Looking up at the scoreboard, Endicott players looked demoralized, as they had been unable to even get a shot off, let alone score a goal. However, in the 55th minute the Gulls scored on what would be their only shot attempt of the night.

Adah Lindquist ‘19 responded later with a goal, and the game ended with a 4-1 Bates victory.

Coming off the dominating win on Wednesday, the Bobcats were confident and ready to take on Connecticut College, a team they hadn’t beaten since 2013. This game had added importance as the season draws closer and closer to the NESCAC playoffs.

The teams battled hard to a standstill as the score stayed at 0-0 through all 70 minutes of regulation. In field hockey, the overtime period is played with just seven players on each side, opposed to the usual 11-11 play.

Goalie, Adelea Durand ‘19 proved to be huge making three clutch saves in the period. But it was Lauren Foster ‘18 who gained all the glory on Saturday. The junior scored her first career goal in dramatic fashion off an assist from Taylor Lough ‘19. Eight minutes into overtime, Foster, seemingly unfazed by the pressure of the moment, ripped a shot to give her team the victory.

Looking ahead, field hockey will visit Babson next Wednesday for another non-conference matchup. And if they beat Colby on October 26 they will have strong chance of making the NESCAC playoffs.

“I have confidence in our team.” Coach Danielle Ryder said in an email. ” Mental consistency along with their determination will make it an exciting two and a half weeks of fighting for a postseason bid.”


The good and bad of Colin Kaepernick and us as a nation

Unless you have been under a rock for the past month, you have probably heard about Colin Kaepernick protesting during the national anthem. There has been so much news and commentating on the subject that I wanted to wait and let everything marinate in my head before delivering my own thoughts.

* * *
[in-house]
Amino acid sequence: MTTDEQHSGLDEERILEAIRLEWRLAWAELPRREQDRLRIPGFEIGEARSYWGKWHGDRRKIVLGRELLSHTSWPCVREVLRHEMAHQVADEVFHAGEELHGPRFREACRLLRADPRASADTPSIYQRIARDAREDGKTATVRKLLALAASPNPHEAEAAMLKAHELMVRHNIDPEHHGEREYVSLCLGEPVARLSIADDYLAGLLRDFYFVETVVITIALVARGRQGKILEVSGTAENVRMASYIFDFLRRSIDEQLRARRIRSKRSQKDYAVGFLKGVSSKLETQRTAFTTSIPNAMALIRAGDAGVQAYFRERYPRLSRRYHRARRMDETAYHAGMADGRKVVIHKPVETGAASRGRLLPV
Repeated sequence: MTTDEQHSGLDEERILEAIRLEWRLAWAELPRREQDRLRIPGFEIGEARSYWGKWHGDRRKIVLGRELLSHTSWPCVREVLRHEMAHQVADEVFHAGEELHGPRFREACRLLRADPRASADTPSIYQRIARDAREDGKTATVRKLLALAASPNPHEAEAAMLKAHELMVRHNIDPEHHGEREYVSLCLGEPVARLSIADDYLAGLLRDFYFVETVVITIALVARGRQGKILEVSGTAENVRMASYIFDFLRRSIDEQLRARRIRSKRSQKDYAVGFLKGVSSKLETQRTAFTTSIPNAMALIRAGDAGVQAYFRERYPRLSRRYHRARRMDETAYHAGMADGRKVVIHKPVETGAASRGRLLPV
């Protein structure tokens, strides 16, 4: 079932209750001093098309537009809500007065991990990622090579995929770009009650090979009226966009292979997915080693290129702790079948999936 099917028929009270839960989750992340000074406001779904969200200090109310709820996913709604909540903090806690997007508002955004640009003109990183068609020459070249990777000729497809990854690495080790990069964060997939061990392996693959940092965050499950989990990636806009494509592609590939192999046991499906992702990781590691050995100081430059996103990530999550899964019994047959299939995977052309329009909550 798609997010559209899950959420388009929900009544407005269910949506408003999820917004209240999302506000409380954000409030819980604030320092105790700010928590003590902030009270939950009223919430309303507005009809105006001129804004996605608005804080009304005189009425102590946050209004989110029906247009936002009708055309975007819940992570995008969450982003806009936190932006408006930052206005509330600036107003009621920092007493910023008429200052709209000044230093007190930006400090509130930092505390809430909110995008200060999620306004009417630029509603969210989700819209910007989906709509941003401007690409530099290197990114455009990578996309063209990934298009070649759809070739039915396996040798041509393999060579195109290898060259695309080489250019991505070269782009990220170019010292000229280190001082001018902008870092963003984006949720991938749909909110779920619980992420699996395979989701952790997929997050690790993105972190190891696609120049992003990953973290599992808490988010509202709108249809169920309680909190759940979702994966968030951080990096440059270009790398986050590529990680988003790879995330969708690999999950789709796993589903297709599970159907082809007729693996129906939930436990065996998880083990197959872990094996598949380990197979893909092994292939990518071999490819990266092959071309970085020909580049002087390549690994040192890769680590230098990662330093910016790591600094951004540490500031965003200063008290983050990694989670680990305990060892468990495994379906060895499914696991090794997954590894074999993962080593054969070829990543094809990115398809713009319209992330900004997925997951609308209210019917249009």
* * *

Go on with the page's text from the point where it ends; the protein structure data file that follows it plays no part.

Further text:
After hearing the news on Terence Crutcher, and watching the difficult video, I felt even more compelled to speak on Colin and how we as a nation have reacted to his protest. As a black man growing up during this social turmoil, I personally understand why Colin is protesting the way he is. But I also believe the way he has gone about it is wrong.

The reason I say this is because his message has been blinded by the idea that he is disrespecting our military. In a way, his protest has backfired. People who do not understand his message are not looking at the substance of his protest, but are instead looking at the action itself. Until we can get those who have not had the historical experience with police that people of color have had to at least understand the meaning of Colin’s protest, we cannot truly get the conversation started.

A little while back I wrote an article on athletes as activists and where the line should be drawn. As I said in that article, I would like to see more athletes be more vocal about issues, but I do not expect them to be active. I love the news and attention that Colin has garnered, especially because many of his peers around the league have shown their support and protested in similar ways. His actions have not only spread to other players in the NFL, but also across other sports. For example, United States Women’s National Team soccer player Megan Rapinoe has shown her support for Colin by kneeling during the anthem before her games.

Since the summer, more players have slowly come out to voice their opinions on social issues. Whether or not that is because they see their peers standing up or the social unrest has hit a breaking point for them, we are seeing more athletes utilize their platform for something that is bigger than any sport. This growing activism in sports is getting the conversation started and this is only the beginning.